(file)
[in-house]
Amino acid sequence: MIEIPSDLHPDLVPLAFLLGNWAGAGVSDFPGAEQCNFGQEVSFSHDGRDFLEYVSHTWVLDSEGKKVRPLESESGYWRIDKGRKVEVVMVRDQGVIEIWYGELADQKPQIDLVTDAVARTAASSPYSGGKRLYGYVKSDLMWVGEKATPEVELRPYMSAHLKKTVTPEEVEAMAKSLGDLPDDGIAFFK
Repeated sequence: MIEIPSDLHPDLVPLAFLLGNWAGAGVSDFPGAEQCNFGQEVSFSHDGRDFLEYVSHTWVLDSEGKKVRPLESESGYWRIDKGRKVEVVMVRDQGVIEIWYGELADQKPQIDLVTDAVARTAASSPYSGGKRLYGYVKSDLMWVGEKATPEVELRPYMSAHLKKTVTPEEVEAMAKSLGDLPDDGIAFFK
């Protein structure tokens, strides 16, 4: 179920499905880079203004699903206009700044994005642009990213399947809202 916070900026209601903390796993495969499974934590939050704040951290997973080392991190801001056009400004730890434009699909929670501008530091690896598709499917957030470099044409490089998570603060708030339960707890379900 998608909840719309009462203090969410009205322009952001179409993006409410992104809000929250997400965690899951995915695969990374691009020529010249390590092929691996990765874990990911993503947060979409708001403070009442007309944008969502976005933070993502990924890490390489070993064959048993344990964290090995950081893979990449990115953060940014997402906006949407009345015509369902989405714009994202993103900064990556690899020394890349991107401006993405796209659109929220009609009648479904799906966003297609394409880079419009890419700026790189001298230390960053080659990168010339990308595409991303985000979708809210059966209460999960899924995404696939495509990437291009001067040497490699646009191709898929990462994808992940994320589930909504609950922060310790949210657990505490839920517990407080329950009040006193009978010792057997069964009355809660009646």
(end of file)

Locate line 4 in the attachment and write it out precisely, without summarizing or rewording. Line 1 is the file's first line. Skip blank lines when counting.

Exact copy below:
């Protein structure tokens, strides 16, 4: 179920499905880079203004699903206009700044994005642009990213399947809202 916070900026209601903390796993495969499974934590939050704040951290997973080392991190801001056009400004730890434009699909929670501008530091690896598709499917957030470099044409490089998570603060708030339960707890379900 998608909840719309009462203090969410009205322009952001179409993006409410992104809000929250997400965690899951995915695969990374691009020529010249390590092929691996990765874990990911993503947060979409708001403070009442007309944008969502976005933070993502990924890490390489070993064959048993344990964290090995950081893979990449990115953060940014997402906006949407009345015509369902989405714009994202993103900064990556690899020394890349991107401006993405796209659109929220009609009648479904799906966003297609394409880079419009890419700026790189001298230390960053080659990168010339990308595409991303985000979708809210059966209460999960899924995404696939495509990437291009001067040497490699646009191709898929990462994808992940994320589930909504609950922060310790949210657990505490839920517990407080329950009040006193009978010792057997069964009355809660009646």